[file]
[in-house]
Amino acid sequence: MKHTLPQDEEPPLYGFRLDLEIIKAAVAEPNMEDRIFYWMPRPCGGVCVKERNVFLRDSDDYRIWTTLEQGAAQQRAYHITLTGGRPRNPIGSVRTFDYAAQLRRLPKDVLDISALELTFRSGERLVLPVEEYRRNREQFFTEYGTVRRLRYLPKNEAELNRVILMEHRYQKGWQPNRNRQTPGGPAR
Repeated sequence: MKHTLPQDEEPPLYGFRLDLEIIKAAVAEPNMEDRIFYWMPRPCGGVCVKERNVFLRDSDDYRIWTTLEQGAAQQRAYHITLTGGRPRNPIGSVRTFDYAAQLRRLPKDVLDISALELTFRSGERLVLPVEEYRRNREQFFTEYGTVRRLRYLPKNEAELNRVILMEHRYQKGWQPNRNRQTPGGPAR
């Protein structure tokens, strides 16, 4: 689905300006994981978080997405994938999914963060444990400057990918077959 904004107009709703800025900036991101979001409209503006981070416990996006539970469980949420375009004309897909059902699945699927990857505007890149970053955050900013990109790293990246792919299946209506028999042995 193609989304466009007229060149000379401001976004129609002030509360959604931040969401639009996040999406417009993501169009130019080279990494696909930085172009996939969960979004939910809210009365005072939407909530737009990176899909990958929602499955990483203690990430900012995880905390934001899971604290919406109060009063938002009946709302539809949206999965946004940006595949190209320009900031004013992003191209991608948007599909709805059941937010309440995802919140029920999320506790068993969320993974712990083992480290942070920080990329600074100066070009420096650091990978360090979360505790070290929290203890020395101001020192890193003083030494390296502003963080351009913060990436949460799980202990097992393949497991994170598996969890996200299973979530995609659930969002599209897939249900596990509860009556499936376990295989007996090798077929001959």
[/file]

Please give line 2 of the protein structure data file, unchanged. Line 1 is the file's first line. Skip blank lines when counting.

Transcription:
Amino acid sequence: MKHTLPQDEEPPLYGFRLDLEIIKAAVAEPNMEDRIFYWMPRPCGGVCVKERNVFLRDSDDYRIWTTLEQGAAQQRAYHITLTGGRPRNPIGSVRTFDYAAQLRRLPKDVLDISALELTFRSGERLVLPVEEYRRNREQFFTEYGTVRRLRYLPKNEAELNRVILMEHRYQKGWQPNRNRQTPGGPAR